Kerala teacher resigns after being asked to ‘dress appropriately’: Sexualisation of bodies in classrooms
The school is an eminent pillar of education, transmitting all the necessary principles of a culture. It becomes a microcosm of a community and mimics bias and prejudice. The sexualization of bodies (especially female bodies) seeps into school boundaries and creates an environment of objectification and harassment.
Rani Joseph, a senior secondary English teacher from Kerala recently experienced discrimination in this context and decided to fight against it. She joined the Little Flower Public School in Kollamula, Pathanamthitta in May. The school had introduced a dress code for all female teachers where they had to wear coats over their saris or suits.
The dress code, issued exclusively to all female teachers, is said to have been put into practice to protect teachers from sexual stares and comments from students. The idea is that by covering their bodies, teachers would escape insulting comments and stares from students.
When Rani protested and suggested that students should be given sex education rather than covering up for female teachers, she was harassed by the school principal. He called out to her in public, even before her students, and reminded her to wear proper school clothes. She remembers him making her feel like he was wearing somethingâvulgarâ.
Policing women’s clothing is not a new idea, but this idea perpetuated in educational institutions threatens the very structure we are struggling to change. A teacher is a non-sexist and authoritarian person, but the scales of power change when the person in question is a woman. The students begin to see her as an object and the bases of power crumble. It is commented and reduced to an object.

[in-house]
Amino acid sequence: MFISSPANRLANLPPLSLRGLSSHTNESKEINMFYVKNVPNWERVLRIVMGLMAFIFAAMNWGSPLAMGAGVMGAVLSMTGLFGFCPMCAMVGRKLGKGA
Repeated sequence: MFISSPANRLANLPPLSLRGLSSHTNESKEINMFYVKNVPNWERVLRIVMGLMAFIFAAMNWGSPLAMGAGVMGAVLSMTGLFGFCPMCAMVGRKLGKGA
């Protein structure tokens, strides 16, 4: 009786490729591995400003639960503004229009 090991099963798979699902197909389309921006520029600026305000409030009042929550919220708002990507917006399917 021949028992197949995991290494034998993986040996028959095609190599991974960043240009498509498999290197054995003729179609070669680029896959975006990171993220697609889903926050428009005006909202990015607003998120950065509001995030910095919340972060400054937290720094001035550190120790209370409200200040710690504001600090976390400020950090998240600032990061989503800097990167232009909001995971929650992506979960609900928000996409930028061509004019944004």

Read also : Why does the word ‘teacher’ evoke a female figure by default
Exposed teachers: Sexualization, gaze and harassment
In patriarchy, each role played by a woman is associated with a cultural image; a ‘good‘woman, a’good‘mother, a’good‘girl, a’good‘ teacher, etc. A good teacher would be a woman in a sari, polite, always smiling, caring-looking and willing to sacrifice her time for meager pay.
A teacher is a neutral embodiment who works in a public place. His body is exposed all the time and becomes vulnerable to judgment. This judgment becomes narrow when it comes to women. The length of her sari, the sheerness of her costume, and the crevices of her clothes are believed to be indications of her character.
The comments are passed when she decides to own herself rather than give in to societal expectations. The drawing of a teacher in our textbooks is our parameter to measure her. She has to look a certain way to do her job properly. She is forced to mute all her sexuality to save herself from the weight of sexualization.
Many educational institutions in India have codes of conduct for women. They should wear a saree or suit, the saree blouse should be of a certain length and well tucked in. In the case of the Kerala school, to avoid any inappropriate looks, the teachers must cover themselves completely.
Schools have become spaces to accomplish what liberal society has freed itself from. Under the guise of employment, they aim to erase women’s sexuality and reduce it to an object.
Only a handful of teachers realize the distinction between sexuality and sexual harassment. While most have suffered insults and comments during their tenure, they do not report them. They rarely realize that sexual stares are a case of sexual harassment. Since it usually goes unreported, it continues to grow and censor women’s agency.
This culture of body shaming and policing ultimately blames the victim. The humiliation of victims is so prevalent in the dungeons of educational institutions that it encourages men to victimize women. Teachers and students accept the power-gender dynamic in the sense that making obscene comments becomes acceptable. If a case is ever made, it’s designed to challenge women’s style choices.
Our educational institutions would be infected with this patriarchal undertone until those in power stood up for women and their choices. These schools also monitor female students and teachers. Rather than asking women to cover their bodies or sit in separate groups from boys, they should teach boys the proper way to interact with women.
Maybe then they would stop making obscene comments and see women as teachers and not as hypersexualized bodies. Until then, many more Rani Joseph would continue to fight without any support from school, society or structure.
Read also : Sexualization and Policing of Women – Kerala “Blue-Saree Teacher” Case